Afghanistan's Transition from War Zone to Marketplace
With the 2014 deadline set for the withdrawal of U.S. troops from Afghanistan, franchising consultants are starting to turn their attention toward the prospective market. Besides fast-food chains, there are not many American franchises in Afghanistan, but that may soon change as RadioShack begins to establish ties in the region. Other franchises are following suit, despite depressing property values, capital flight, and other economic woes. The promise among tech-savvy Afghan businessmen may facilitate economic growth, stability, and employment in the suffering region.
A surprise to some franchise consultants while scoping out Afghan markets, there appear to be many Afghan investors waiting for opportunities of growth. There are many qualified Afghan businessmen who are willing to grab American franchise prospects. As far as American interest in the region, the goal is knowledge transfer. To rebuild the country, franchises will be able to teach businessmen about infrastructure-building and business services expertise. Approved Afghan buyers must undergo training sessions, and employees will be educated in specific skill sets.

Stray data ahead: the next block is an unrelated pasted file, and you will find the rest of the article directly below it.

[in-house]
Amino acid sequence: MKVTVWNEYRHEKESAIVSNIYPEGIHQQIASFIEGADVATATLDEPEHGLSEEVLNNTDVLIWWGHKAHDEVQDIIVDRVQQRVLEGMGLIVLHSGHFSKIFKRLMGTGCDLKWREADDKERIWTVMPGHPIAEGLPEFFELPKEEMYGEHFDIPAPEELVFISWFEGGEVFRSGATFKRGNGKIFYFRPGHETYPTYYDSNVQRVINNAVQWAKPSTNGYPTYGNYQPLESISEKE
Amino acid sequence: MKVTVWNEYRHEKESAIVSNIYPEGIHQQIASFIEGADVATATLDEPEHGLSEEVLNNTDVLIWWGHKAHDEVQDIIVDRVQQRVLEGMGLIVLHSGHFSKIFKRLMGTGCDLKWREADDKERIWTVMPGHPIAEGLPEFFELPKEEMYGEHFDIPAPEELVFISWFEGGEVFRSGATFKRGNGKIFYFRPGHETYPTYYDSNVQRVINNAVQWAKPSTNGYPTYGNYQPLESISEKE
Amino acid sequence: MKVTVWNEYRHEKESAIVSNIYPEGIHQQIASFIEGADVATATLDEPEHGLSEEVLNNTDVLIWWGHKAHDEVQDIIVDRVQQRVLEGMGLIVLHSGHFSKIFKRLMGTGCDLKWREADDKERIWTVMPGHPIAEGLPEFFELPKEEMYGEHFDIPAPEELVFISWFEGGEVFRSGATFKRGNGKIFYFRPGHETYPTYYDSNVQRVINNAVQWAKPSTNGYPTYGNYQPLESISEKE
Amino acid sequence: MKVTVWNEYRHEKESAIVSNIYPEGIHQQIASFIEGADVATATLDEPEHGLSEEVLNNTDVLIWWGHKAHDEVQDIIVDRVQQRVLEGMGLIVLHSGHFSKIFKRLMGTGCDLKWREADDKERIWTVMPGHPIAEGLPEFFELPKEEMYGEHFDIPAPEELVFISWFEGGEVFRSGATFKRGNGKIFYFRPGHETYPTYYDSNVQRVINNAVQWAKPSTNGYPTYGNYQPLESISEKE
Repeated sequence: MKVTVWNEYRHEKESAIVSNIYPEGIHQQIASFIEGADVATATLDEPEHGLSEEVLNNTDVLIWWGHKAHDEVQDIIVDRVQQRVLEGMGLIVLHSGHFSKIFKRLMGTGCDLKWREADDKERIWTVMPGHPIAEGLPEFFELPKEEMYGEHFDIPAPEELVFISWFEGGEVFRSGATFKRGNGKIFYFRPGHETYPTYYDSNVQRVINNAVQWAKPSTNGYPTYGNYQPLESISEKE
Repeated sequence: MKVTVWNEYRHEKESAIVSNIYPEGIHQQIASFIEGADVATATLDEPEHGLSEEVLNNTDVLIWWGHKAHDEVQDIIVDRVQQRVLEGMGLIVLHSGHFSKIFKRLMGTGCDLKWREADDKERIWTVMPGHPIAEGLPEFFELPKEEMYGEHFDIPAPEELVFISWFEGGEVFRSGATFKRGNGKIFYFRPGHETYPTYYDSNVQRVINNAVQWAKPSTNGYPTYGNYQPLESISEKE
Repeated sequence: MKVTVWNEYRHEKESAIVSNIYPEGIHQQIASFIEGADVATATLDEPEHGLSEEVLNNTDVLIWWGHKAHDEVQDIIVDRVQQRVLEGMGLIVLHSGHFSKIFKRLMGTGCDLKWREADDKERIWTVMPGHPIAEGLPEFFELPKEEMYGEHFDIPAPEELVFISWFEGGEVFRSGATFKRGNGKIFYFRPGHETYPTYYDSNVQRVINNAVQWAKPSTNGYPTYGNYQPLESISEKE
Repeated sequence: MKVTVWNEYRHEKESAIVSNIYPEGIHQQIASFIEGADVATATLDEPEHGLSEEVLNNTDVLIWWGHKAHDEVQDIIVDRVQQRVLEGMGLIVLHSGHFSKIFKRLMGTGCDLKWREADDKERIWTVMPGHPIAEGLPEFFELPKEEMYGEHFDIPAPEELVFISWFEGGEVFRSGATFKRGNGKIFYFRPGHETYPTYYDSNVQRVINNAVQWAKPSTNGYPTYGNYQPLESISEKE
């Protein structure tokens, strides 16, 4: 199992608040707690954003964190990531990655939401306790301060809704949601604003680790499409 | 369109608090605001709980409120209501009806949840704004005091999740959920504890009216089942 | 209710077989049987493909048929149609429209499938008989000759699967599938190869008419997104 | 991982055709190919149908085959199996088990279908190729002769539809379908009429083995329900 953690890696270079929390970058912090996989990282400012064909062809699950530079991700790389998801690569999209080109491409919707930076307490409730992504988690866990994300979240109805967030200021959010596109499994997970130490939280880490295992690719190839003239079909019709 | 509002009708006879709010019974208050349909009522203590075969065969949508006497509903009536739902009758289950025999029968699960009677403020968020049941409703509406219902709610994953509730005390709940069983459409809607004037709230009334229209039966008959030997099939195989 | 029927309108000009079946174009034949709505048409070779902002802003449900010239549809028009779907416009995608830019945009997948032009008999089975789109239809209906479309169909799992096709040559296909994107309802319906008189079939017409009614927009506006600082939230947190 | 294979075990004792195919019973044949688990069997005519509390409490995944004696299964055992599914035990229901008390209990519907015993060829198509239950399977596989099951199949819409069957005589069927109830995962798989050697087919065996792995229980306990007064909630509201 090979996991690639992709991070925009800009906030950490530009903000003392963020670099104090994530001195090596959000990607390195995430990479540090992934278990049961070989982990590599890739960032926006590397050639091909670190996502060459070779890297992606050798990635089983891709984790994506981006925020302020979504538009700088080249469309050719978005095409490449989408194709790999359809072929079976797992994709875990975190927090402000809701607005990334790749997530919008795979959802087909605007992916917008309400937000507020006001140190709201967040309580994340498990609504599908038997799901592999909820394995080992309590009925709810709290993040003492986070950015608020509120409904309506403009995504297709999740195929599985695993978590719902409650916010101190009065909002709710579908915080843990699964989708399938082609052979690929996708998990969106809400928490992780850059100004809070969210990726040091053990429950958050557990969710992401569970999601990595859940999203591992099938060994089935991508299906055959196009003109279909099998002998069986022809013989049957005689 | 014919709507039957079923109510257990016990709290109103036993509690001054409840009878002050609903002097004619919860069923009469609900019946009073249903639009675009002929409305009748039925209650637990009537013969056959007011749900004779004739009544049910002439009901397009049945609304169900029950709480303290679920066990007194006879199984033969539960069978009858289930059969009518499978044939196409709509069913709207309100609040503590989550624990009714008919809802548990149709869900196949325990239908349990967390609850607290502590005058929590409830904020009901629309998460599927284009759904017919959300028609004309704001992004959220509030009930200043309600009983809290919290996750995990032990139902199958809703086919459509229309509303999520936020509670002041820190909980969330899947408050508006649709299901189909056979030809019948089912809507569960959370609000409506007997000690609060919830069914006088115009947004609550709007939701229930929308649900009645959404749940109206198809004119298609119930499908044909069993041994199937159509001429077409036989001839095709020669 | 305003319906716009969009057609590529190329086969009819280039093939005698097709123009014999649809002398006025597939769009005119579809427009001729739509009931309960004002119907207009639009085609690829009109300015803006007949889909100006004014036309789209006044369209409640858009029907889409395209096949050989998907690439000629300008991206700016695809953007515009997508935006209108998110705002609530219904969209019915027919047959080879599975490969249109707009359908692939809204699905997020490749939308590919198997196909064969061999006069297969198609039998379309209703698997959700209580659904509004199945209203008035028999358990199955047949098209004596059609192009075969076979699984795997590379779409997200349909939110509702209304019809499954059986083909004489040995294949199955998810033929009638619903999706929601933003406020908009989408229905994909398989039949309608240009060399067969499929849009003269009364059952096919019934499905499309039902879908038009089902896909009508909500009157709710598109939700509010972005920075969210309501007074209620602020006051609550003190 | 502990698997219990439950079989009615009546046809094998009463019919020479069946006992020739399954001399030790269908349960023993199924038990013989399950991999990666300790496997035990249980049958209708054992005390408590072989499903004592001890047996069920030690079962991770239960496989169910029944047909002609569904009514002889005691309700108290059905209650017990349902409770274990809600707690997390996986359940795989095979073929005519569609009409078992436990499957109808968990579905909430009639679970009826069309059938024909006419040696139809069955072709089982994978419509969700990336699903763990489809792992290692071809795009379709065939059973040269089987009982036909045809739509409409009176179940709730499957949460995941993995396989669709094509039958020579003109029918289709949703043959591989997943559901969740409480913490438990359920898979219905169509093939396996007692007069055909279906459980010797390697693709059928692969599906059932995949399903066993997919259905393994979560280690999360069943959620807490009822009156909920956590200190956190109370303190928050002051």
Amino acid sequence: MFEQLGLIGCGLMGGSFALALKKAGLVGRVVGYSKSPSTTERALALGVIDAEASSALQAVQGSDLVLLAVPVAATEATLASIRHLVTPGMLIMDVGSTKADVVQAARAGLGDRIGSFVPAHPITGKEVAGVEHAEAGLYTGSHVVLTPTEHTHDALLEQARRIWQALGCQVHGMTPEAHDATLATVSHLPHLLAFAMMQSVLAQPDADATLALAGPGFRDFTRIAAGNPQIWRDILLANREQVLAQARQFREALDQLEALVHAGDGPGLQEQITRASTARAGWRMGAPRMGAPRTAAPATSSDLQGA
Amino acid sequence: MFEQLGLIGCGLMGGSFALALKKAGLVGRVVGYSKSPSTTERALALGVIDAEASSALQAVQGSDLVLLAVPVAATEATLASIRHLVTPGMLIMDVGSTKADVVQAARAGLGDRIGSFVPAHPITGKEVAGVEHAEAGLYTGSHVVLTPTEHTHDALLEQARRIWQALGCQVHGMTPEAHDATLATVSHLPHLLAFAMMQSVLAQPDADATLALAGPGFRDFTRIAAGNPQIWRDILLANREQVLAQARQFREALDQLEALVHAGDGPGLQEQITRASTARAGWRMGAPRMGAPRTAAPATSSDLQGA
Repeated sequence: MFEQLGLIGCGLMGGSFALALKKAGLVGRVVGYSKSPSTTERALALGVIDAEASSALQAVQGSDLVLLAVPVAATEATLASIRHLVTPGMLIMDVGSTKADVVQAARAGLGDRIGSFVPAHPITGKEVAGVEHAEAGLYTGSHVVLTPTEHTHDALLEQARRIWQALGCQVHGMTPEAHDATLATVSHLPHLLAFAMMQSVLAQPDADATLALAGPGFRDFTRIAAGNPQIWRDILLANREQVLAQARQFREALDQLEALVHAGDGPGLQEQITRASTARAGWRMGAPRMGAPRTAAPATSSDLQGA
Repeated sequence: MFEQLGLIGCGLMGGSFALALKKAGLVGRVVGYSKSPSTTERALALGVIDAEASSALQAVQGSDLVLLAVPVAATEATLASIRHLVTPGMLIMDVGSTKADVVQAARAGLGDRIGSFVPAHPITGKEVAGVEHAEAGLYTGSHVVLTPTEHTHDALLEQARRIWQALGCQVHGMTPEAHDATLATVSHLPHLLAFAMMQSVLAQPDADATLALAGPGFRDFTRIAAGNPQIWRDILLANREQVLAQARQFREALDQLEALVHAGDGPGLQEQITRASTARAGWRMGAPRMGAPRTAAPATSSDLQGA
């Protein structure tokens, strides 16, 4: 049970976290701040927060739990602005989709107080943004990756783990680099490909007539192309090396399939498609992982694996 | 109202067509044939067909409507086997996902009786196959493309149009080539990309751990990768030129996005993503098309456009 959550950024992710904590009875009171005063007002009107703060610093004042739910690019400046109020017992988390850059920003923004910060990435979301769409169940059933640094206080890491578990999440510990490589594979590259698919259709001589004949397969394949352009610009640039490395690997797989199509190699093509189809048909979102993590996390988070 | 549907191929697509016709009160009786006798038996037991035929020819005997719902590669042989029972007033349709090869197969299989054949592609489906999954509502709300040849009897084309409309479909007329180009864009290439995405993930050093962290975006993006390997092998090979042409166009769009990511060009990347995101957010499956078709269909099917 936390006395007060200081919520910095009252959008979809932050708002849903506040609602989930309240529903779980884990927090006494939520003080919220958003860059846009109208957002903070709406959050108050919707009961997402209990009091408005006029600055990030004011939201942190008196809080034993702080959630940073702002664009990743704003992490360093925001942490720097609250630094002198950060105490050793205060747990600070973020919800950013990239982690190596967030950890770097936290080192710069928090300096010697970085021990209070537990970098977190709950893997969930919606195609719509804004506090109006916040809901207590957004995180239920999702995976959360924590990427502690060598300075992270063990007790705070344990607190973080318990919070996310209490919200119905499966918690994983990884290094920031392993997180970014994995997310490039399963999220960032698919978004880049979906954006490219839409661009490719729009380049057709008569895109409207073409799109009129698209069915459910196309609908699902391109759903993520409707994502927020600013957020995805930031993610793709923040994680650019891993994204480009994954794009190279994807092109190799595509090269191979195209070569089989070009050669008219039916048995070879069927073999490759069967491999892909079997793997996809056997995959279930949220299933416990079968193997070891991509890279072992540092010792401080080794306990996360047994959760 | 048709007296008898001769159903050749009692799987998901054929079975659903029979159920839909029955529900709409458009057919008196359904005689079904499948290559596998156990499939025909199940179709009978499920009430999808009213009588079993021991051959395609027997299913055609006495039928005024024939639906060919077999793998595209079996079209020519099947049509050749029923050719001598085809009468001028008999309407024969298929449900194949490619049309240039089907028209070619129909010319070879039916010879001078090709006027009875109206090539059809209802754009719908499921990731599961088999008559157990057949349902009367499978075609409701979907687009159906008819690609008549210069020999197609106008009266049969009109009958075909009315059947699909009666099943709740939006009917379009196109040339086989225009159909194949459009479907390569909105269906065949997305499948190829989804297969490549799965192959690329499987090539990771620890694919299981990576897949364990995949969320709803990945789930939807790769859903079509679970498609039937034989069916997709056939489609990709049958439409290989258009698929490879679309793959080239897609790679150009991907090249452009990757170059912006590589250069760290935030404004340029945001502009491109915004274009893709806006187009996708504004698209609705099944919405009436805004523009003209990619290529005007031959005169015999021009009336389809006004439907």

Yet the opportunity for success comes with a few setbacks. Security is obviously a major concern for expanding business to Afghanistan considering these are American owned companies. However, this concern is quelled slightly because it is Afghan leaders who will be running these businesses with Afghan employees. There is also the problem of attracting prospective buyers who are also qualified. Intensive training programs should minimize these shortages though.
In the past, franchising has proven to be a successful tool for both employment and economic growth. Franchising provides an already successful business model and extensive training, which is currently lacking in Afghanistan. The development of franchises will most likely not be a quick transition, but it has potential promise for growth and stability.